NHS72 - Care home and hospice response
Recent months have been extremely challenging for care homes, having to switch to a pandemic crisis footing in very little time.
Homes have had to implement stringent measures, conduct training and absorb large amounts of information very rapidly, all the while providing services to their residents that keep both them and staff safe.
Local care homes have done all this and more and there are some great examples of what they have achieved. Here is the experience of just one of them:
The home has been in lockdown during the pandemic initial phase. It has had residents with COVID-19 but has put in a number of initiatives to help prevent any spread as much as possible.
Staff were able to zone-off different floors to separate residents and staff into different cohorts, to make it easier to isolate the groups in the event of an outbreak.
Any resident who tests positive is automatically isolated for 14 days.
Managers introduced designated staff changing rooms on each floor so that staff were not mixing – and they created a four-bedded zoned area for use as staff accommodation if required.
Thanks to good communication residents able to understand what was taking place were hugely relieved and delighted with COVID testing. The home has also been conscious of how difficult a time it has been for staff too and has introduced wellbeing meetings with employees to support them.
In order to continue to receive external support but in a safe way, there have been daily multi-disciplinary team meetings and twice-weekly GP rounds carried out virtually.
The home is now starting to develop ways to ease that lockdown, with supervised family visiting from Monday to Friday. All residents’ clinical status are reviewed daily and if any concerns are raised, visiting is cancelled and reviewed on a 24-hour basis. Not only that, all relatives have to have one hour training in infection control and to complete a questionnaire. One designated family member has a 30 minutes slot by appointment once a week in the garden in a marquee to help with the mental well- being of the residents. And residents who walk with purpose can and do use the secure patio.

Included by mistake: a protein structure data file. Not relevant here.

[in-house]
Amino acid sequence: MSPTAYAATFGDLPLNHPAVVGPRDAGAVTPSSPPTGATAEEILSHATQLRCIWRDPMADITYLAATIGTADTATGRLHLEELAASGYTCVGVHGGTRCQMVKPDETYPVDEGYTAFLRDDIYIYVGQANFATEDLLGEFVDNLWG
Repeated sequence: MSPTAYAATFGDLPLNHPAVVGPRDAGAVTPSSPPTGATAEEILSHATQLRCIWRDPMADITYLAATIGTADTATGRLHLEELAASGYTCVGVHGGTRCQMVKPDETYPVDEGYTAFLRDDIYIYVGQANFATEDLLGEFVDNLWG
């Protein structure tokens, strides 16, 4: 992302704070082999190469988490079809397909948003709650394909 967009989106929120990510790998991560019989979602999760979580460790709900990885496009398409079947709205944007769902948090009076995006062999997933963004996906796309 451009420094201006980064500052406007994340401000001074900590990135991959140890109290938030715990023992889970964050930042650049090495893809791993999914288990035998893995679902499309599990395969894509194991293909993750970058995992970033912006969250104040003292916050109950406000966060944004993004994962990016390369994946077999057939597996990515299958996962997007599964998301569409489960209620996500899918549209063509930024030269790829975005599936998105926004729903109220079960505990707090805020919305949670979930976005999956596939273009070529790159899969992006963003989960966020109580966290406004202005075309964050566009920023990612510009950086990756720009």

How have hospices responded?
Hospices are experts at supporting and caring for people who are extremely vulnerable but like other services, they had no experience of working in the midst of a global pandemic with a highly contagious and potentially deadly virus.
Not all those who receive hospice care are residents. Hospices support many people by providing palliative care to ‘outpatients’ or people in their own homes.
During the initial phase of the pandemic local hospices made arrangements so that they were able to care for more patients at home with specialist palliative care support than would normally be the case. This reduced the need for vulnerable people to travel to an inpatient facility and therefore reduced their risk of infection.
This change worked well and was able to ensure continued provision of the care that patients needed.
The hospices have also been able to provide excellent education sessions for care homes and primary care on looking after people at the end of their life with COVID -19. There have also been able to support care home staff with bereavement care.
Though it has been very challenging for care homes there are also some really good stories how homes have copied during this time and embraced the opportunities that were offered to them.